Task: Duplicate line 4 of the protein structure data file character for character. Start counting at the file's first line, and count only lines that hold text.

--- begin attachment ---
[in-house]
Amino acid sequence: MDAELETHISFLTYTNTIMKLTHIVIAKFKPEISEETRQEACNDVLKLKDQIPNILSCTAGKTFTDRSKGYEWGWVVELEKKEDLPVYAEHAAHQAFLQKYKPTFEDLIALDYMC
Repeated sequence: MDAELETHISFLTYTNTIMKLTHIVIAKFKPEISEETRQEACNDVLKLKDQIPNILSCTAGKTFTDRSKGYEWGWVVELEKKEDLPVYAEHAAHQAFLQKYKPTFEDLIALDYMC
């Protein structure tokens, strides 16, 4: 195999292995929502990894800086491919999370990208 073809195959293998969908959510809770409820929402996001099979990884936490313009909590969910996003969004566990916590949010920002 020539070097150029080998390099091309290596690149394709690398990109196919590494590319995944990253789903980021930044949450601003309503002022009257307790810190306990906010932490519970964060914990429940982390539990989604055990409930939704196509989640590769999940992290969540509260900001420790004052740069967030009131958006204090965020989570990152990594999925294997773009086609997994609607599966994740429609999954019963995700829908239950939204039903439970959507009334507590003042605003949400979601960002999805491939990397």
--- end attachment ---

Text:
């Protein structure tokens, strides 16, 4: 195999292995929502990894800086491919999370990208 073809195959293998969908959510809770409820929402996001099979990884936490313009909590969910996003969004566990916590949010920002 020539070097150029080998390099091309290596690149394709690398990109196919590494590319995944990253789903980021930044949450601003309503002022009257307790810190306990906010932490519970964060914990429940982390539990989604055990409930939704196509989640590769999940992290969540509260900001420790004052740069967030009131958006204090965020989570990152990594999925294997773009086609997994609607599966994740429609999954019963995700829908239950939204039903439970959507009334507590003042605003949400979601960002999805491939990397």